I’m learning German, and I’m curious about these separated words that actually go together! Like ‘aufpassen’ (to pay attention), which when used in a sentence is used as ‘pass auf ‘ (pay attention). Why is that? How can I identify them? Thanks!
They’re really weird !
As learner I used to compare them to phrasal verbs in English, but instead of having the two parts (main verb and particle/preposition) one after the other, the Präfix goes to the end of the sentence.
And about the meaning, the structure is also similar: I mean, there are many of them that have the same “main verb” but change the meaning when they change the Präfix/preposition/particle.
In English you have for e.g. get up and get over with, both with “get”. And in German you have “zumachen” and aufmachen", both with “machen”.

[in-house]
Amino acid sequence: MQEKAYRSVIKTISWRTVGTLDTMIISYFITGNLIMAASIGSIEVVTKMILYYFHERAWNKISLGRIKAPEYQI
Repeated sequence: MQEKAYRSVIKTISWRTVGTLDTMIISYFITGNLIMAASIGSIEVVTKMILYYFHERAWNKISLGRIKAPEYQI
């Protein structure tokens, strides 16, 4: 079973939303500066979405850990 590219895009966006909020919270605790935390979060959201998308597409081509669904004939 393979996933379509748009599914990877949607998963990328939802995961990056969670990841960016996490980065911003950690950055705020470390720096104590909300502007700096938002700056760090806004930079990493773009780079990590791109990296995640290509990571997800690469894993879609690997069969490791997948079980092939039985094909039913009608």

Like Yan said, they’re a bit like English phrasal verbs, only in German the particle (the prefix, which is usually a preposition) goes at the end of the sentence.
You can have the same “main verb” with different prefixes, and the prefixes themselves usually have some broad meaning: for example, if you have a verb with the prefix “vor-” it will probably have something to do with the idea of doing something before (vorbereiten=prepare, vorhaben=plan).
Identifying them while reading is not very hard: if there is a conjugated verb a dangling preposition at the end, it is most likely a separable verb and the preposition is the prefix.
If you want to study them you have to be careful because not all verbs with prefixes are separable. For example, the following prefixes are never separated: be-, emp-, ent-, er-, ge-, miss-, ver-, & zer-.
And be careful with some verbs that look the same but have different meanings if they are separable or not:
- Ich fahre den Baum um. → I knock the tree down with my car.
- Ich umfahre den Baum. → I drive around the tree.
I hope this has made it a bit clearer!